Part Seven:


Brax was waiting for them outside. He was already waxing up his board as Heath pulled the truck into the driveway.

            “You okay?” Brax frowned, looking at Heath as he hopped out of the front.

Heath slammed the car door as Jagger dragged Nash out of the backseat.

            “Didn’t do anything,” Heath said with a sigh. He leaned back against his truck. “You know I wouldn’t mess with no kid!”

Brax looked at his younger brother for a moment, the tiredness and weariness clear to him, though anyone else would think that Heath was being indifferent.

            “I believe you.”

Heath’s eyebrows went up, and Brax had to wonder what the kid was thinking if he was doubting his brother’s trust in him.

            “Proud of you,” he added, thinking that Heath needed to hear it. He dropped the wax and stood up beside his board. “You acted fast and saved that kid. Don’t worry, the kid will remember, and I’ve got your back.”

Heath looked like a weight had been slightly lifted off of him and he grinned before looking down at his feet.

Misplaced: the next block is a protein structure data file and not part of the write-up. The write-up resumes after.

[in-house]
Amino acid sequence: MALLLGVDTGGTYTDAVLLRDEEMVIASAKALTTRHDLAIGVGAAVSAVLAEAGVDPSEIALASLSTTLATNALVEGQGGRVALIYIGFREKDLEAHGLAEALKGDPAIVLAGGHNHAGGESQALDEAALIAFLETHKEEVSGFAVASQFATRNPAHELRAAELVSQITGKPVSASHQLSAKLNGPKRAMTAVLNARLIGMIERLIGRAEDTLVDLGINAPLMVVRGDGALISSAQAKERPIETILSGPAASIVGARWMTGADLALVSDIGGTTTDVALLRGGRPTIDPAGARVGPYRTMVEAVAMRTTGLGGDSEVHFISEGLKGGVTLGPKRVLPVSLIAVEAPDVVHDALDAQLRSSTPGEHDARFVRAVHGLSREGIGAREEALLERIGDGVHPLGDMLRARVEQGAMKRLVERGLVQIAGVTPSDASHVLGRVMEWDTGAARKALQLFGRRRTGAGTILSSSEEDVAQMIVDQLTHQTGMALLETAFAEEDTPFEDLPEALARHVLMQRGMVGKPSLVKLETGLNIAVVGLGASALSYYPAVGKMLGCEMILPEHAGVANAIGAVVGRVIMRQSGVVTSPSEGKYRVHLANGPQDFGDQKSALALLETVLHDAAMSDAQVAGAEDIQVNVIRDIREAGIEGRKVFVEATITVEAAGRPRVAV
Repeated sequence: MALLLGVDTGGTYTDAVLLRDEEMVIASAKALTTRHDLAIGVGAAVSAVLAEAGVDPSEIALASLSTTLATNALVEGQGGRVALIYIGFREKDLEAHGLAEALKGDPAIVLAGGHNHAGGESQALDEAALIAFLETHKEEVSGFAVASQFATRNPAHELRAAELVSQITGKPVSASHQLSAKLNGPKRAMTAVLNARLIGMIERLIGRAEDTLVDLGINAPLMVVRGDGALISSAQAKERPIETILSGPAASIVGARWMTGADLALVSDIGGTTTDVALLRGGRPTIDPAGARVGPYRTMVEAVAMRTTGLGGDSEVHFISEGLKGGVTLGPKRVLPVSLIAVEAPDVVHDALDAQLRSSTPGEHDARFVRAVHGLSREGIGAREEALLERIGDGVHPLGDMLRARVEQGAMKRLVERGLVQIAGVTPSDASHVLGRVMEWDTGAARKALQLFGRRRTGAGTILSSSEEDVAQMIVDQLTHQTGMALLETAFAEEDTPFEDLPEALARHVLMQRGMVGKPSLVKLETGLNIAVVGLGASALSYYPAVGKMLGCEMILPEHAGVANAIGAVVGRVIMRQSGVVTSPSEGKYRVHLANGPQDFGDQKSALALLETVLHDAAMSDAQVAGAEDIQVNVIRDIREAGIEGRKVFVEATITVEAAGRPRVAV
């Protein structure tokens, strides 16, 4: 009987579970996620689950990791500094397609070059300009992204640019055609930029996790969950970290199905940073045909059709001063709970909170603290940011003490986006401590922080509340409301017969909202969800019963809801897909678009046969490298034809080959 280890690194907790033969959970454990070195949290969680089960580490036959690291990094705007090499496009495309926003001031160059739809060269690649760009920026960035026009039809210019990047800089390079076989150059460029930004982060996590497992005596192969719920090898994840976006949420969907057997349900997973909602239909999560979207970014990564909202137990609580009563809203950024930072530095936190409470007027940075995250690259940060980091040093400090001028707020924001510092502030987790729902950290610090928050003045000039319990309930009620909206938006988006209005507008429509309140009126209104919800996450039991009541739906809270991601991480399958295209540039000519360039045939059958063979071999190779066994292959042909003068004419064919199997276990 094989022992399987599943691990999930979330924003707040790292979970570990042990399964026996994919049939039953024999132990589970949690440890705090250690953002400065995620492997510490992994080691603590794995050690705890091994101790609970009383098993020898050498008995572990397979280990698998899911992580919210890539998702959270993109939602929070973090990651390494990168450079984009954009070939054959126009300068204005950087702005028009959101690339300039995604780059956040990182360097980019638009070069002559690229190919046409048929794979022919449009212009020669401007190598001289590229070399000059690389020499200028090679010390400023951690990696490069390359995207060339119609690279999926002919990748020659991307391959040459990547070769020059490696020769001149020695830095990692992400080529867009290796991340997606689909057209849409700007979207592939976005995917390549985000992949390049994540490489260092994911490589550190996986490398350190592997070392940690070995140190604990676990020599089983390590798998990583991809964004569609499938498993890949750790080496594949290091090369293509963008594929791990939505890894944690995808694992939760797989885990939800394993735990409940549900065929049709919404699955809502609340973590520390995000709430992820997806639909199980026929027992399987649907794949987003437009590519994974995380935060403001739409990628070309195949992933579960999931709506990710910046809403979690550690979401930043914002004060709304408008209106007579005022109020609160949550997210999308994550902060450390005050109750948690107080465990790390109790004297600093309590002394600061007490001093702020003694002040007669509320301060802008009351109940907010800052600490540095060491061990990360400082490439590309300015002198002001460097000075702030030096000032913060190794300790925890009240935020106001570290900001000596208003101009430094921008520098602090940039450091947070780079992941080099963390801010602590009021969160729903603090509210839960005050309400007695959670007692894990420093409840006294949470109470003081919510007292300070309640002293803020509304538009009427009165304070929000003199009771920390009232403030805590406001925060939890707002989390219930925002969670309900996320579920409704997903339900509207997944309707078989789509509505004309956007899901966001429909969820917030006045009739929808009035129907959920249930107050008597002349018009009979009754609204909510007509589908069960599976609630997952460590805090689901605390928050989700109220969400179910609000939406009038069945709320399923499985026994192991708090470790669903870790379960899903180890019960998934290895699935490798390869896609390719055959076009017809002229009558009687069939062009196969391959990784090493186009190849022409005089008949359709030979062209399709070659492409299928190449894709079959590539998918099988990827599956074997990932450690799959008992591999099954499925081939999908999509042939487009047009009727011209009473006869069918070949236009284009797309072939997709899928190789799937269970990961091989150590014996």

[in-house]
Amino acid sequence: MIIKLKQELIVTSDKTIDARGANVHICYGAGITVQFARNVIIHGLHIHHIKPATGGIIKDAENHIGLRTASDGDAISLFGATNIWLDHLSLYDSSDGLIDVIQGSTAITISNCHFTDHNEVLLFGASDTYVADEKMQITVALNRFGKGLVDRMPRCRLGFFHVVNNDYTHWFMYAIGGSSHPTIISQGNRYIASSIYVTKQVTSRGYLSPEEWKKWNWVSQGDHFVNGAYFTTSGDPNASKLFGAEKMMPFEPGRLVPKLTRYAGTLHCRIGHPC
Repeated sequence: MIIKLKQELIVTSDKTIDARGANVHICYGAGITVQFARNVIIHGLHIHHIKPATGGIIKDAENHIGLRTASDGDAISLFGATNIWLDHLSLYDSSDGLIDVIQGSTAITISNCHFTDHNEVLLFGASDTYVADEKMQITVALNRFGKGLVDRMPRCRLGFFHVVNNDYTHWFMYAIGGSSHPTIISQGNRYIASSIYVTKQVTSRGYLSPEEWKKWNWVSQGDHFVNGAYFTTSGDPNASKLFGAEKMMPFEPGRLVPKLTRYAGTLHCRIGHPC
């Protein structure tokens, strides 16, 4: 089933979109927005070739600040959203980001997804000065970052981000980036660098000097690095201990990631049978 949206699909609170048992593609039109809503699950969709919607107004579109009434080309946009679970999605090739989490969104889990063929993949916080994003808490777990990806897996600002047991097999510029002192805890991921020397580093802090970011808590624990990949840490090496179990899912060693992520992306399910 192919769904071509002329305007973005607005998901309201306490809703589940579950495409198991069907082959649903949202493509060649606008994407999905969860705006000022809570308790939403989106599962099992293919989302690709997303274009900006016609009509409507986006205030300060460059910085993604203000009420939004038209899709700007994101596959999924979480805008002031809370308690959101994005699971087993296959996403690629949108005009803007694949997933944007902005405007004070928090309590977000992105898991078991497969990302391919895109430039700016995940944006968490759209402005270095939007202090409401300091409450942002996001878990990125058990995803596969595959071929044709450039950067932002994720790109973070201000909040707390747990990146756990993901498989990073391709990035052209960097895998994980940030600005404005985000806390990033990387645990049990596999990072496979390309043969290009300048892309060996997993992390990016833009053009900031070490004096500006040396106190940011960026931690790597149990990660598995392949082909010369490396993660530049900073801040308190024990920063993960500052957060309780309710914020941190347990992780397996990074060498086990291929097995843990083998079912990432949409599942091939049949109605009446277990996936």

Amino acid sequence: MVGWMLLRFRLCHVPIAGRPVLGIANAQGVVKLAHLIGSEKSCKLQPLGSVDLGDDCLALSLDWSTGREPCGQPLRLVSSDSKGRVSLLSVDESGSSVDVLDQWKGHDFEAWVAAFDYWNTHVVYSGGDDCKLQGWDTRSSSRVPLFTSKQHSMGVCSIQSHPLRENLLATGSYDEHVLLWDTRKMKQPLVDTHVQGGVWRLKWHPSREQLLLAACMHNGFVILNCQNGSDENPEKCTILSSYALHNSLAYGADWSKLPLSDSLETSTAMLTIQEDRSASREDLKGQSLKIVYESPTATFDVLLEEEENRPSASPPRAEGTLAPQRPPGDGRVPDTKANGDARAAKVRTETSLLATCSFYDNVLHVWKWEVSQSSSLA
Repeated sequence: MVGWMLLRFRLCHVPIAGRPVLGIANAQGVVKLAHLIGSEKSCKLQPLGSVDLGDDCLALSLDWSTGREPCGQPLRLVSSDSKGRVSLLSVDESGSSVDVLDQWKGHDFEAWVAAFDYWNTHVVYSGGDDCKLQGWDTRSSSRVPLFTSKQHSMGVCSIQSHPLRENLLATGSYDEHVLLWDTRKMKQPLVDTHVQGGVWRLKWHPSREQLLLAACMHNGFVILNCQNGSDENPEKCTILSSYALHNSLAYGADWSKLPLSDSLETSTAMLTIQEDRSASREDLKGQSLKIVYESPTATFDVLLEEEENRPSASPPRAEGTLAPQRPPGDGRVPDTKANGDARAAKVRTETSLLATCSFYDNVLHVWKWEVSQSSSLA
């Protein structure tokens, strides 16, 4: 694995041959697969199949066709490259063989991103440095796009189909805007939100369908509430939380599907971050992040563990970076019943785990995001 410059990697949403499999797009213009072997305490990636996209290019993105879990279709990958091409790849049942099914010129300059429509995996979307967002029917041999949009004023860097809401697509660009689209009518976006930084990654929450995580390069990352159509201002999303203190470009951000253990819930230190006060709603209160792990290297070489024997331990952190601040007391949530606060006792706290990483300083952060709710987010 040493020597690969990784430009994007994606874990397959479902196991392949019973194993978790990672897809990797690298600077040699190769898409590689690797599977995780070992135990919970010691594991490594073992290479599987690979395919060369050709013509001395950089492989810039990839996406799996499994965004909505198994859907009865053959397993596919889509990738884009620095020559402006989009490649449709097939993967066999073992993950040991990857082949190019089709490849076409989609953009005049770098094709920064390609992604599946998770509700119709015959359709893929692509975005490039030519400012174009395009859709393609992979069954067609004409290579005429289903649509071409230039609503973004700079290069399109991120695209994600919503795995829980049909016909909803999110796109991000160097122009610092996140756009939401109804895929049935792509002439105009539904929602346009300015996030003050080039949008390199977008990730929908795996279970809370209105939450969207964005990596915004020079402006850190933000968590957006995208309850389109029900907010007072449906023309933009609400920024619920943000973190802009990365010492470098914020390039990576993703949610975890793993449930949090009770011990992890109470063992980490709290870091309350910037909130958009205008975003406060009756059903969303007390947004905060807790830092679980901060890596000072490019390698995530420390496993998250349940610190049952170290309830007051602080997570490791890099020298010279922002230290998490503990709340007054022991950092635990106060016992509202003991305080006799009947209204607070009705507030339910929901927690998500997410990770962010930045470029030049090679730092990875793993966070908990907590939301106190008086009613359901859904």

Not many people would believe Heath Braxton was as shy and uncomfortable as he was, but Brax knew better. The kid was always just trying to get attention and approval, though he didn’t always go about it in a smart way.

            “What kid?” Nash rubbed at his eyes.

            “What happened?” Jagger looked up at Heath beside her.

            “Nothing,” Heath rolled his eyes, defensive brat mode intake.

            “Your brother,” Brax decided to tell them. “Saved a kid’s life at the Bay. Kid would’ve drowned if Heath hadn’t yanked him out. Hit his head and everything, can’t remember Heath saving him, but he will.

            “Now, grab your boards! Swell’s up at Wilsons.”


The Braxtons had all learned to swim and surf at Wilson’s Beach, one of the toughest around. The waves were almost always high and most of the beach was surrounded by large rocks, making the navigating on the boards almost downright dangerous.